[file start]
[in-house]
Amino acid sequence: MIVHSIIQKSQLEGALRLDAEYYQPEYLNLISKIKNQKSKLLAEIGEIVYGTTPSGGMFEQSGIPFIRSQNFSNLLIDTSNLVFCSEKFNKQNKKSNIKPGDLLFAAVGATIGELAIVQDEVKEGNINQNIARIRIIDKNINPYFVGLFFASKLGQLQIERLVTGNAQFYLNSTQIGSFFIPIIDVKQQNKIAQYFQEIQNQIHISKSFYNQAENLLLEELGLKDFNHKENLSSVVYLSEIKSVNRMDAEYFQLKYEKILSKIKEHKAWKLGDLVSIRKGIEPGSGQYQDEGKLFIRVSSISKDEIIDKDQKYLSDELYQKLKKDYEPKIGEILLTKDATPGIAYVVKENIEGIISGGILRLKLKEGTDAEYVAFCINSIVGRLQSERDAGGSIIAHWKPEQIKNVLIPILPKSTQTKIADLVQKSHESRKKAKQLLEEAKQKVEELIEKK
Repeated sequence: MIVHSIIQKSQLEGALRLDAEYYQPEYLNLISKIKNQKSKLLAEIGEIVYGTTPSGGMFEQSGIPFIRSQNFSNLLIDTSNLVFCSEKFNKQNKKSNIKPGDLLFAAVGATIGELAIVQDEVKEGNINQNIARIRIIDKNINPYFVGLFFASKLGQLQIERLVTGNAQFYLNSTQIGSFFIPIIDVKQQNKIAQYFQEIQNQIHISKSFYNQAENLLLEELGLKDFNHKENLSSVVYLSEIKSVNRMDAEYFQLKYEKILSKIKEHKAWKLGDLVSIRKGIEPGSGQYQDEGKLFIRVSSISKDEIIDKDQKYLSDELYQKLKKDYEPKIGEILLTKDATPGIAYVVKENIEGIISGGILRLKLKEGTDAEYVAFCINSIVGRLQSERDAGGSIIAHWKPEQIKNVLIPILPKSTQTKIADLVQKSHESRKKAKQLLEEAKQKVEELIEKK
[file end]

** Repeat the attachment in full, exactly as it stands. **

[in-house]
Amino acid sequence: MIVHSIIQKSQLEGALRLDAEYYQPEYLNLISKIKNQKSKLLAEIGEIVYGTTPSGGMFEQSGIPFIRSQNFSNLLIDTSNLVFCSEKFNKQNKKSNIKPGDLLFAAVGATIGELAIVQDEVKEGNINQNIARIRIIDKNINPYFVGLFFASKLGQLQIERLVTGNAQFYLNSTQIGSFFIPIIDVKQQNKIAQYFQEIQNQIHISKSFYNQAENLLLEELGLKDFNHKENLSSVVYLSEIKSVNRMDAEYFQLKYEKILSKIKEHKAWKLGDLVSIRKGIEPGSGQYQDEGKLFIRVSSISKDEIIDKDQKYLSDELYQKLKKDYEPKIGEILLTKDATPGIAYVVKENIEGIISGGILRLKLKEGTDAEYVAFCINSIVGRLQSERDAGGSIIAHWKPEQIKNVLIPILPKSTQTKIADLVQKSHESRKKAKQLLEEAKQKVEELIEKK
Repeated sequence: MIVHSIIQKSQLEGALRLDAEYYQPEYLNLISKIKNQKSKLLAEIGEIVYGTTPSGGMFEQSGIPFIRSQNFSNLLIDTSNLVFCSEKFNKQNKKSNIKPGDLLFAAVGATIGELAIVQDEVKEGNINQNIARIRIIDKNINPYFVGLFFASKLGQLQIERLVTGNAQFYLNSTQIGSFFIPIIDVKQQNKIAQYFQEIQNQIHISKSFYNQAENLLLEELGLKDFNHKENLSSVVYLSEIKSVNRMDAEYFQLKYEKILSKIKEHKAWKLGDLVSIRKGIEPGSGQYQDEGKLFIRVSSISKDEIIDKDQKYLSDELYQKLKKDYEPKIGEILLTKDATPGIAYVVKENIEGIISGGILRLKLKEGTDAEYVAFCINSIVGRLQSERDAGGSIIAHWKPEQIKNVLIPILPKSTQTKIADLVQKSHESRKKAKQLLEEAKQKVEELIEKK